Special Populations

Hepatic Impairment

Apnea of Prematurity
Oral or IV

Adjust caffeine citrate dosage to avoid toxicity; use with caution and monitor serum caffeine concentrations.

Renal Impairment

Apnea of Prematurity
Oral or IV

Adjust caffeine citrate dosage to avoid toxicity; use with caution and monitor serum caffeine concentrations.

Cautions for Caffeine/Caffeine and Sodium Benzoate

Contraindications

  • Known hypersensitivity to caffeine or any ingredient in the formulation.

Warnings/Precautions

Warnings

Necrotizing Enterocolitis

Potentially fatal necrotizing enterocolitis reported in neonates receiving caffeine citrate. Careful monitoring for the development of necrotizing enterocolitis (as is recommended for all preterm infants) is recommended for those receiving caffeine citrate.

General Precautions

Cardiac Effects

Tachycardia, extrasystoles, and possibly other cardiac arrhythmias may be associated with large doses; generally recommended that caffeine be avoided in patients with symptomatic cardiac arrhythmias and/or palpitations and during the first several days to weeks after an AMI.

Use with caution in infants with cardiovascular disease.

Nervous System Effects

Large doses may result in insomnia, restlessness, nervousness, mild delirium, headache, excitement, agitation, a condition resembling anxiety neurosis, scintillating scotoma, hyperesthesia, tinnitus, and muscle tremors or twitches.

Seizures reported with caffeine overdosage; use with caution in infants with seizure disorders.

Overly vigorous treatment with caffeine and sodium benzoate may increase CNS depression in already depressed patients.

GI Effects

Chronic administration in animals associated with gastric ulceration; causal relationship in humans not adequately established. Use with caution in patients with history of peptic ulcer.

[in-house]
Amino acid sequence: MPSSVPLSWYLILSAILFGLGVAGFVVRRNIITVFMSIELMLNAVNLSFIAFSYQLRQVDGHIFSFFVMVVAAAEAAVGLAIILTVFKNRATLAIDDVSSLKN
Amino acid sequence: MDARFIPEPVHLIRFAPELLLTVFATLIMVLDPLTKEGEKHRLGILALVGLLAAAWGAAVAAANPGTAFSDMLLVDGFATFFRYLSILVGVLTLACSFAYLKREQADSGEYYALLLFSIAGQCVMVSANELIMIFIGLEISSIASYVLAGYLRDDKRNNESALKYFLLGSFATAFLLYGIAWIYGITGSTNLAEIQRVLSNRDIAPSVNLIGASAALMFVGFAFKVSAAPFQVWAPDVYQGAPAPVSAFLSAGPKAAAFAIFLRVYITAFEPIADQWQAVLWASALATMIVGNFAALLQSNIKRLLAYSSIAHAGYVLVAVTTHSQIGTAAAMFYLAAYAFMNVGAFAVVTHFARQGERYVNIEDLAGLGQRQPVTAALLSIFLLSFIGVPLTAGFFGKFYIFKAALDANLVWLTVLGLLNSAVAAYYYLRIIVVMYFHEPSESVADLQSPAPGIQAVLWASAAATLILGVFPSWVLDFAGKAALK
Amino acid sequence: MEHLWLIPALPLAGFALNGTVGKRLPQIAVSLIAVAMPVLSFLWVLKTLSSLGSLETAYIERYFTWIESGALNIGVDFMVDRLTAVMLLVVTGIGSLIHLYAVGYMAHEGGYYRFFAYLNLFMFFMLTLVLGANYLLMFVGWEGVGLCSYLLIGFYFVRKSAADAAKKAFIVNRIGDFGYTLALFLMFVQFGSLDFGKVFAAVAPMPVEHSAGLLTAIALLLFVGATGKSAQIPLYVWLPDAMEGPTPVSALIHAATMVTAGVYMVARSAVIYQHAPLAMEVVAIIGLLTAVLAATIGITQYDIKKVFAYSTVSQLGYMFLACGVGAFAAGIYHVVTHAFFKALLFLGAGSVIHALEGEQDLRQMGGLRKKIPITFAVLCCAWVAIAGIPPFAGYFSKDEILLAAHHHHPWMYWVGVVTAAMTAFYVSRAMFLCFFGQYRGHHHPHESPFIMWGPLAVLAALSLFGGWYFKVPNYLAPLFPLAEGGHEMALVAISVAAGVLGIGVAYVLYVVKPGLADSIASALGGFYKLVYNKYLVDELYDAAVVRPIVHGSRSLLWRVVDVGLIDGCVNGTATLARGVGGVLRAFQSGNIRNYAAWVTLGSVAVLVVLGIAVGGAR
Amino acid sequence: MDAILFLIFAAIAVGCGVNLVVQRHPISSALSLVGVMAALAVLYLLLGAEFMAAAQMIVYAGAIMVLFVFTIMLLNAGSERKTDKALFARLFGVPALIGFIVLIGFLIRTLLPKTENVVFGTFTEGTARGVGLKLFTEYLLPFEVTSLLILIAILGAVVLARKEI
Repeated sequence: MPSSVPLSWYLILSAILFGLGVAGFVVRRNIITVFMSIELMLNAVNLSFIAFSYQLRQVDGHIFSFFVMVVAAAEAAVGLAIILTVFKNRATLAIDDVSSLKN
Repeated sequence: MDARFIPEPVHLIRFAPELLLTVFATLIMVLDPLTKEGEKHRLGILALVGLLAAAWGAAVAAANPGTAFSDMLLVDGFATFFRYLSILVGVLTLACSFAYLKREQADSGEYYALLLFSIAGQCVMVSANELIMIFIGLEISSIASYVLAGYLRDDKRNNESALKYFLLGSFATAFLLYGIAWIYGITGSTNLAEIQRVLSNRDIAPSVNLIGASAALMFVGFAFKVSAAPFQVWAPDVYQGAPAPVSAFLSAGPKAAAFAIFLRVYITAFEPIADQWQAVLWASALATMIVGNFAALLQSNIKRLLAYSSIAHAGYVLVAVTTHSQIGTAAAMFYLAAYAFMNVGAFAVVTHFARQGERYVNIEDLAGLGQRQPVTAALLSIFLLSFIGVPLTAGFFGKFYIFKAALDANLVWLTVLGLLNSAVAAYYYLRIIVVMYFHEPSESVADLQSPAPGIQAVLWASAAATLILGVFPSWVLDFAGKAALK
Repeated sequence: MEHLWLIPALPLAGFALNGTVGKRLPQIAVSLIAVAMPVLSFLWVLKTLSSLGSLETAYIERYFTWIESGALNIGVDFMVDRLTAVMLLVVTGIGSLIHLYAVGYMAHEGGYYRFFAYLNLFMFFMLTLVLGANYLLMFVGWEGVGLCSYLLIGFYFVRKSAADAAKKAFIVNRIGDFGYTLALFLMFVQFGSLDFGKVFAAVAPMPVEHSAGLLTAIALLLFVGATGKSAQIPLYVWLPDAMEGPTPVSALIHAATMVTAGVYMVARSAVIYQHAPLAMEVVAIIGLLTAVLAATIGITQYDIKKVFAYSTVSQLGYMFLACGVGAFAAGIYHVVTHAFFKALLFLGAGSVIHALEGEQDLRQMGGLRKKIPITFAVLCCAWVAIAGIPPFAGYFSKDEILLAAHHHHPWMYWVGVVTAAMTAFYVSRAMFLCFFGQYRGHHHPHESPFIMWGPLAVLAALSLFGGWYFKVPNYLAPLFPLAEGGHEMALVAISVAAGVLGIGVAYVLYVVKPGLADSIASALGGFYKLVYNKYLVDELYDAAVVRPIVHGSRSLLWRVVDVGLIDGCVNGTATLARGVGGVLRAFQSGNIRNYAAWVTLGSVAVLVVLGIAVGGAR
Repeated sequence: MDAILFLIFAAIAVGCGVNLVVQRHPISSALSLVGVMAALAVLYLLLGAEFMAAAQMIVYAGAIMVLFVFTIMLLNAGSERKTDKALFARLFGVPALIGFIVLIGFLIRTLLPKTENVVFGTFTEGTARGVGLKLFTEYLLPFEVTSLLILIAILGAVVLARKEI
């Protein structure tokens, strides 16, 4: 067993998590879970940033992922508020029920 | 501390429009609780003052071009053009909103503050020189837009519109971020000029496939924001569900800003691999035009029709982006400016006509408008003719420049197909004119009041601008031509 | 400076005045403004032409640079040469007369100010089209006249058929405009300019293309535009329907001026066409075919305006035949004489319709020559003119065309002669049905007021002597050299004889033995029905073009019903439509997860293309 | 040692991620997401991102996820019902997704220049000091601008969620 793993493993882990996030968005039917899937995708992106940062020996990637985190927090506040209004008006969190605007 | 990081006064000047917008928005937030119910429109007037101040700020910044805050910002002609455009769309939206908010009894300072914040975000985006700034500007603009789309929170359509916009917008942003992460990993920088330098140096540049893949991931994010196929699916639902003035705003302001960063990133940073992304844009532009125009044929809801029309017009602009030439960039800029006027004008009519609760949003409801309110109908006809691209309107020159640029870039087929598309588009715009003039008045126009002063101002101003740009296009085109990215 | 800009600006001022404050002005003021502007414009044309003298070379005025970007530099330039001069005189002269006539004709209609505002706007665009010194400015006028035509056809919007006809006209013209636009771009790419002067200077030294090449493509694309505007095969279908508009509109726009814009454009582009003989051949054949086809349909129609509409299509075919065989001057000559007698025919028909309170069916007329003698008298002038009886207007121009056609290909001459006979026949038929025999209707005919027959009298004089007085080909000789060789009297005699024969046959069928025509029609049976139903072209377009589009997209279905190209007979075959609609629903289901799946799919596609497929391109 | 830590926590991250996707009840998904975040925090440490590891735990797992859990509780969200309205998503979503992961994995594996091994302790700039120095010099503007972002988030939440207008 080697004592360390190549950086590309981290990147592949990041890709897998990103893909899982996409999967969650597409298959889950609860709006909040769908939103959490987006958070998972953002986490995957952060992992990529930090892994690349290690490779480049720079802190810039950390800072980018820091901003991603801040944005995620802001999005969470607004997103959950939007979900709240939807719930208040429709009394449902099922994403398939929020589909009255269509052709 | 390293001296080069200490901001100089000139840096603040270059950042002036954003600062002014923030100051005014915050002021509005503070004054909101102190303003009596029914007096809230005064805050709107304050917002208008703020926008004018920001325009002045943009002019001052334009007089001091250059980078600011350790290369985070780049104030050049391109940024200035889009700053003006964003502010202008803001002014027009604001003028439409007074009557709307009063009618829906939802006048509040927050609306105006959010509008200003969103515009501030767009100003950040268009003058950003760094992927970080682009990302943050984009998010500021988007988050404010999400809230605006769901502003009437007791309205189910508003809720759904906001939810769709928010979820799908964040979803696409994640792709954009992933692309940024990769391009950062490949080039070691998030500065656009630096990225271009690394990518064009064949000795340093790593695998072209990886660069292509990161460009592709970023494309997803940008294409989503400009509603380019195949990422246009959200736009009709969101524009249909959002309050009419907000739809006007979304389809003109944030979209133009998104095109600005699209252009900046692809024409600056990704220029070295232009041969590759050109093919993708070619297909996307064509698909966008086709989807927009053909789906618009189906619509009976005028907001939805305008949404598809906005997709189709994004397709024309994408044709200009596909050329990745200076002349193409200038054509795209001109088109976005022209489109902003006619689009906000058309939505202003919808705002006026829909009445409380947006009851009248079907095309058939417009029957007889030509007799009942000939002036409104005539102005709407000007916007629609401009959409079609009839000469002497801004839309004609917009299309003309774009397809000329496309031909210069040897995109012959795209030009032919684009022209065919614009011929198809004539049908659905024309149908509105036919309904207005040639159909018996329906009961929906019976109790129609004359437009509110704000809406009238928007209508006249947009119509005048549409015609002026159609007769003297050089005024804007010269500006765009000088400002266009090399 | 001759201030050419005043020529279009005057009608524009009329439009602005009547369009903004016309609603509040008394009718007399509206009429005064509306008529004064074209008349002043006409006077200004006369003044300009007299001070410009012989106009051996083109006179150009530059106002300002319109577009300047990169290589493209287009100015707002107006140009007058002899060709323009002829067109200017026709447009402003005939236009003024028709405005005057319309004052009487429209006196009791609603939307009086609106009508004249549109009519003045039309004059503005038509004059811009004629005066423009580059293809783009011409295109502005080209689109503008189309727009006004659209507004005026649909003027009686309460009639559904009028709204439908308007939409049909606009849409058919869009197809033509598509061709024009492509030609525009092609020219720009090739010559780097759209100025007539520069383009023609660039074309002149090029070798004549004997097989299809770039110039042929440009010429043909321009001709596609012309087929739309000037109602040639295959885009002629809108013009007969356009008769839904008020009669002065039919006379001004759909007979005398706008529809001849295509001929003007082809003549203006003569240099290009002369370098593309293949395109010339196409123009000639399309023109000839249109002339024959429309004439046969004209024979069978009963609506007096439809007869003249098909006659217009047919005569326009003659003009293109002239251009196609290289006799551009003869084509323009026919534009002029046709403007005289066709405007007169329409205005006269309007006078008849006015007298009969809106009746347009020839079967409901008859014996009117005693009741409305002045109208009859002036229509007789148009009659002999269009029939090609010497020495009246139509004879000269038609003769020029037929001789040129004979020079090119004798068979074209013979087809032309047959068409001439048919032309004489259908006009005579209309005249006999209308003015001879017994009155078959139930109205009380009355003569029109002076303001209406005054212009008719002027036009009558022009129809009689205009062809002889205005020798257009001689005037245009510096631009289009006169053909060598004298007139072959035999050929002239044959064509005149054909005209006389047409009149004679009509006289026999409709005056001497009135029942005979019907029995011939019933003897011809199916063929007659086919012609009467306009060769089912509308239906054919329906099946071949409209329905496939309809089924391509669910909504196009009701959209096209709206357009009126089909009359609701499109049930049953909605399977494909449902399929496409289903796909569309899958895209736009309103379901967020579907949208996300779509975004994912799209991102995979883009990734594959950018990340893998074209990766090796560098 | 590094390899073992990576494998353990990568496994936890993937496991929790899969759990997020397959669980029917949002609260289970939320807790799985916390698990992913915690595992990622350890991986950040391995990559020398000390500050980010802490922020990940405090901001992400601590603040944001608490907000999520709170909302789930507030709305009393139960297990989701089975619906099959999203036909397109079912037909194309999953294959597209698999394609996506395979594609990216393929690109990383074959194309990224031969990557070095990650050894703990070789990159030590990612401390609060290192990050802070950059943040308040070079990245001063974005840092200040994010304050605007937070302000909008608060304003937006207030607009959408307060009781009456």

Blood Glucose Abnormalities

Hypoglycemia and hyperglycemia reported in patients receiving caffeine; periodic monitoring of blood glucose concentrations may be necessary in neonates receiving caffeine citrate.

Self-medication

Intended for occasional use only; should not be used as a substitute for sleep.

Use of Fixed Combinations

When used in fixed combination with other drugs (see Preparations), consider the cautions, precautions, and contraindications associated with the concomitant agent(s).

Specific Populations

Pregnancy

Category C.

Lactation

Distributed into milk; milk-to-plasma ratios of 0.5–0.76 reported. Amount of caffeine ingested from usual quantities of caffeinated beverages is considered compatible with breast-feeding; caffeine may accumulate in nursing infants following moderate to heavy maternal consumption.

Pediatric Use

Use of caffeine tablets for self-medication in children <12 years of age is not recommended. Possible increased severity of CNS effects in children compared with adults. (See Nervous System Effects under Cautions.)

Avoid use of caffeine and sodium benzoate injection in neonates; sodium benzoate may produce kernicterus.

Use caffeine citrate with caution in premature neonates with impaired renal or hepatic function, cardiovascular disease, or seizure disorders (see Cardiac Effects and also Nervous System Effects, under Cautions; also see Special Populations under Dosage and Administration). Consider possible need for monitoring serum caffeine concentrations (see General under Dosage and Administration). Monitor blood glucose concentrations periodically; hypoglycemia and hyperglycemia reported in neonates.